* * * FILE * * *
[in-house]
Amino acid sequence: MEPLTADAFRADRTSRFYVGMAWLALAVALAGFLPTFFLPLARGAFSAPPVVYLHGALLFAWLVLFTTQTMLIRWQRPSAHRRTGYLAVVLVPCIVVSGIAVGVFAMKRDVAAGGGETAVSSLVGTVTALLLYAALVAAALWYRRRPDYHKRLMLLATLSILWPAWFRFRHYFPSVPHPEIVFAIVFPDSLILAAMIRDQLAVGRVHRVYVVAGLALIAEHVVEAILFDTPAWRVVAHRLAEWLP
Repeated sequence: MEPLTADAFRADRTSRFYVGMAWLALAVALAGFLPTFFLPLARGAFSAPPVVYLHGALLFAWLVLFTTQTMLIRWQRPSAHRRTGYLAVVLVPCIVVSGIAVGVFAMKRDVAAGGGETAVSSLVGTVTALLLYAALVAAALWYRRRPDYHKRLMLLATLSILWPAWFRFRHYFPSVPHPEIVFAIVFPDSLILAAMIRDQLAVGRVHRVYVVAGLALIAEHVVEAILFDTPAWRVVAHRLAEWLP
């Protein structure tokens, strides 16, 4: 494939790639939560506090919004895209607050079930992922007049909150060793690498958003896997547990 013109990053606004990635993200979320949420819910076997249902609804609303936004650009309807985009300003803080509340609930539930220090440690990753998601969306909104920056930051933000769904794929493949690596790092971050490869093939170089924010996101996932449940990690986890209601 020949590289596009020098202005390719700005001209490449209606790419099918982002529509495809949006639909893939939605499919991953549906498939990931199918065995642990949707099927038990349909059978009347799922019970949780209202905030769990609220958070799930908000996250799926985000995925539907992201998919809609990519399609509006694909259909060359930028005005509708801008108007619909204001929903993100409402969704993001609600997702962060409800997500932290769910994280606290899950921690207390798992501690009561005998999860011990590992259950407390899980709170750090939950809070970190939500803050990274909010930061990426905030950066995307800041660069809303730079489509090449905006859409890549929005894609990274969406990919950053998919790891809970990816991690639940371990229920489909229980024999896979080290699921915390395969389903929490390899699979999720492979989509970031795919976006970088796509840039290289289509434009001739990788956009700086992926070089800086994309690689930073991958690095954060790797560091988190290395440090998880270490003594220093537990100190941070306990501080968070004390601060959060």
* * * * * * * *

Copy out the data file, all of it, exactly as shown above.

[in-house]
Amino acid sequence: MEPLTADAFRADRTSRFYVGMAWLALAVALAGFLPTFFLPLARGAFSAPPVVYLHGALLFAWLVLFTTQTMLIRWQRPSAHRRTGYLAVVLVPCIVVSGIAVGVFAMKRDVAAGGGETAVSSLVGTVTALLLYAALVAAALWYRRRPDYHKRLMLLATLSILWPAWFRFRHYFPSVPHPEIVFAIVFPDSLILAAMIRDQLAVGRVHRVYVVAGLALIAEHVVEAILFDTPAWRVVAHRLAEWLP
Repeated sequence: MEPLTADAFRADRTSRFYVGMAWLALAVALAGFLPTFFLPLARGAFSAPPVVYLHGALLFAWLVLFTTQTMLIRWQRPSAHRRTGYLAVVLVPCIVVSGIAVGVFAMKRDVAAGGGETAVSSLVGTVTALLLYAALVAAALWYRRRPDYHKRLMLLATLSILWPAWFRFRHYFPSVPHPEIVFAIVFPDSLILAAMIRDQLAVGRVHRVYVVAGLALIAEHVVEAILFDTPAWRVVAHRLAEWLP
């Protein structure tokens, strides 16, 4: 494939790639939560506090919004895209607050079930992922007049909150060793690498958003896997547990 013109990053606004990635993200979320949420819910076997249902609804609303936004650009309807985009300003803080509340609930539930220090440690990753998601969306909104920056930051933000769904794929493949690596790092971050490869093939170089924010996101996932449940990690986890209601 020949590289596009020098202005390719700005001209490449209606790419099918982002529509495809949006639909893939939605499919991953549906498939990931199918065995642990949707099927038990349909059978009347799922019970949780209202905030769990609220958070799930908000996250799926985000995925539907992201998919809609990519399609509006694909259909060359930028005005509708801008108007619909204001929903993100409402969704993001609600997702962060409800997500932290769910994280606290899950921690207390798992501690009561005998999860011990590992259950407390899980709170750090939950809070970190939500803050990274909010930061990426905030950066995307800041660069809303730079489509090449905006859409890549929005894609990274969406990919950053998919790891809970990816991690639940371990229920489909229980024999896979080290699921915390395969389903929490390899699979999720492979989509970031795919976006970088796509840039290289289509434009001739990788956009700086992926070089800086994309690689930073991958690095954060790797560091988190290395440090998880270490003594220093537990100190941070306990501080968070004390601060959060």